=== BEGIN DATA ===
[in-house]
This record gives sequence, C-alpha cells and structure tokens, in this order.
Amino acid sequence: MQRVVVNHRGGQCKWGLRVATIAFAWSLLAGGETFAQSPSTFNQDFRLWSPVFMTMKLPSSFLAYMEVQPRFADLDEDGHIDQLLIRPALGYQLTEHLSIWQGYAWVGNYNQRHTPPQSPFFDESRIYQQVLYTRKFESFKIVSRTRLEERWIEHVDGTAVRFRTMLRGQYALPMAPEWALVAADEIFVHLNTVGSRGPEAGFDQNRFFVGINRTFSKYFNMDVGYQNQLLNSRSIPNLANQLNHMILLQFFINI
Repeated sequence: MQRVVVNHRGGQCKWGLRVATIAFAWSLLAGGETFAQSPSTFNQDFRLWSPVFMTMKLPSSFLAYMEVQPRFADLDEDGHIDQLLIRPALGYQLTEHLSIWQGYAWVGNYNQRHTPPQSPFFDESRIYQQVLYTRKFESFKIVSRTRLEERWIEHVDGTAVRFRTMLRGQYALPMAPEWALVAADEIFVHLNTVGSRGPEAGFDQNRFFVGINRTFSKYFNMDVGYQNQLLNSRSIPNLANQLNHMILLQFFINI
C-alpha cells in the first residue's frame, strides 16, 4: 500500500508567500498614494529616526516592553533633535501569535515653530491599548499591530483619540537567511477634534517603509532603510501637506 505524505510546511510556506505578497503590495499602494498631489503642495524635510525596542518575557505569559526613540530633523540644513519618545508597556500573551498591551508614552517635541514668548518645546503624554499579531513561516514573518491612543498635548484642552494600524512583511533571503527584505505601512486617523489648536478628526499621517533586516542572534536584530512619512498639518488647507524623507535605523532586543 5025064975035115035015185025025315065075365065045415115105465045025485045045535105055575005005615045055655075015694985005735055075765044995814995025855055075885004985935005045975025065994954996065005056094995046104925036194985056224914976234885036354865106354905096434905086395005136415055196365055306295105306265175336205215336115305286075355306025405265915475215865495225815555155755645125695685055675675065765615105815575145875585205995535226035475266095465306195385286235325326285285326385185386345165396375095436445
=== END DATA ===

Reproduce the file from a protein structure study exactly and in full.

[in-house]
This record gives sequence, C-alpha cells and structure tokens, in this order.
Amino acid sequence: MQRVVVNHRGGQCKWGLRVATIAFAWSLLAGGETFAQSPSTFNQDFRLWSPVFMTMKLPSSFLAYMEVQPRFADLDEDGHIDQLLIRPALGYQLTEHLSIWQGYAWVGNYNQRHTPPQSPFFDESRIYQQVLYTRKFESFKIVSRTRLEERWIEHVDGTAVRFRTMLRGQYALPMAPEWALVAADEIFVHLNTVGSRGPEAGFDQNRFFVGINRTFSKYFNMDVGYQNQLLNSRSIPNLANQLNHMILLQFFINI
Repeated sequence: MQRVVVNHRGGQCKWGLRVATIAFAWSLLAGGETFAQSPSTFNQDFRLWSPVFMTMKLPSSFLAYMEVQPRFADLDEDGHIDQLLIRPALGYQLTEHLSIWQGYAWVGNYNQRHTPPQSPFFDESRIYQQVLYTRKFESFKIVSRTRLEERWIEHVDGTAVRFRTMLRGQYALPMAPEWALVAADEIFVHLNTVGSRGPEAGFDQNRFFVGINRTFSKYFNMDVGYQNQLLNSRSIPNLANQLNHMILLQFFINI
C-alpha cells in the first residue's frame, strides 16, 4: 500500500508567500498614494529616526516592553533633535501569535515653530491599548499591530483619540537567511477634534517603509532603510501637506 505524505510546511510556506505578497503590495499602494498631489503642495524635510525596542518575557505569559526613540530633523540644513519618545508597556500573551498591551508614552517635541514668548518645546503624554499579531513561516514573518491612543498635548484642552494600524512583511533571503527584505505601512486617523489648536478628526499621517533586516542572534536584530512619512498639518488647507524623507535605523532586543 5025064975035115035015185025025315065075365065045415115105465045025485045045535105055575005005615045055655075015694985005735055075765044995814995025855055075885004985935005045975025065994954996065005056094995046104925036194985056224914976234885036354865106354905096434905086395005136415055196365055306295105306265175336205215336115305286075355306025405265915475215865495225815555155755645125695685055675675065765615105815575145875585205995535226035475266095465306195385286235325326285285326385185386345165396375095436445